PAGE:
Dakota Southern selected to lease Napa-Platte rail line

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Farm Forum

PIERRE — Ending what had become a 10-year stalemate, the state Railroad Board on Sept. 16 chose a different party to run the defunct Napa-Platte line.

Board members voted 4-1 to give Dakota Southern railroad a 60-day lease, effective Sept. 21, and directed the state Department of Transportation to assemble a 20-year contract.

The decision opens the way for a $35 million elevator complex and rail hub planned by Dakota Plains Ag Center to be constructed on 27 acres in northern Yankton County.

The site is part of a proposed 196-acre industrial park on which Dakota Plains and Dakota Southern have agreed to be partners.

The line came into state government’s possession after the Milwaukee Road bankruptcy in the late 1970s.

It crosses through productive agricultural areas of Yankton, Bon Homme and Charles Mix counties, where farmers rely on trucks for access to markets because there no longer is regular rail service.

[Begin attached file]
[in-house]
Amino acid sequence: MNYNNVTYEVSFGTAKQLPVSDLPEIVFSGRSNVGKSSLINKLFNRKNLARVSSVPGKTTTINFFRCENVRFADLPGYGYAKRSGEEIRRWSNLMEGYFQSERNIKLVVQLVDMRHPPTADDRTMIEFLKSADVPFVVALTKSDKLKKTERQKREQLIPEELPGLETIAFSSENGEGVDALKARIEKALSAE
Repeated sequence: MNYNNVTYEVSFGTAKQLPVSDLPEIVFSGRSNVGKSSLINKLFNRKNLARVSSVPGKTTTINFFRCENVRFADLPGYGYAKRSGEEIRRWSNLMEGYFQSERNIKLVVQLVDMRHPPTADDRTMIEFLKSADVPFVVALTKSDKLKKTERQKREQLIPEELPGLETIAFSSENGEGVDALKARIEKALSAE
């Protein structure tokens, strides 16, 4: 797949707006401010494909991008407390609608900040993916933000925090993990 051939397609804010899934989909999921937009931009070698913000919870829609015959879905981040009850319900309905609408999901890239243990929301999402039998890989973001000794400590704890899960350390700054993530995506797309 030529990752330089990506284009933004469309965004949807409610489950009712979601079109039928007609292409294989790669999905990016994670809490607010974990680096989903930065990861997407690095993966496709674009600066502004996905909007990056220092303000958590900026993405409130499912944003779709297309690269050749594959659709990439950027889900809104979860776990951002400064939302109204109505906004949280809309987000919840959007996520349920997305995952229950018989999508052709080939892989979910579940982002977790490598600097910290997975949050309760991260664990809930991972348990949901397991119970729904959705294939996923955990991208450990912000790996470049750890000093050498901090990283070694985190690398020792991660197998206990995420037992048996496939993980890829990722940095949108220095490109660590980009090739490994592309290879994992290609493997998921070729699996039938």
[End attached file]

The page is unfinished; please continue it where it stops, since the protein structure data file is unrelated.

“We’ve been debating this area and this track in this area a long time. We want to do what’s best for everyone,” Todd Yeaton of Kimball, the state board’s chairman, said. “We want to make things happen.”

An earlier attempt involving Dakota Southern and various investors from outside the immediate Napa-Platte line stalled in 2013, amid local resistance and because of dogged local support for a proposed ethanol plant that couldn’t get enough financing to move forward.

Dakota Southern has shown itself as an able operator on the state-owned track west from Mitchell, known as the MRC line.

Regular service is back in place on the MRC line as far as Chamberlain, with a new grain elevator and fertilizer complex near Kimball where Yeaton is now the manager.

Another major rehabilitation project is underway on the MRC line from Chamberlain to Presho, including the Missouri River bridge. Wheat Growers is constructing a large elevator and fertilizer complex at Kennebec along that segment.

Two of the state board members didn’t participate in the vote on Sept. 16. Carl Anderson of Aberdeen, who was participating by telephone, abstained because he wasn’t able to be on the call during one of the presentations. Yeaton as chairman also chose to abstain.

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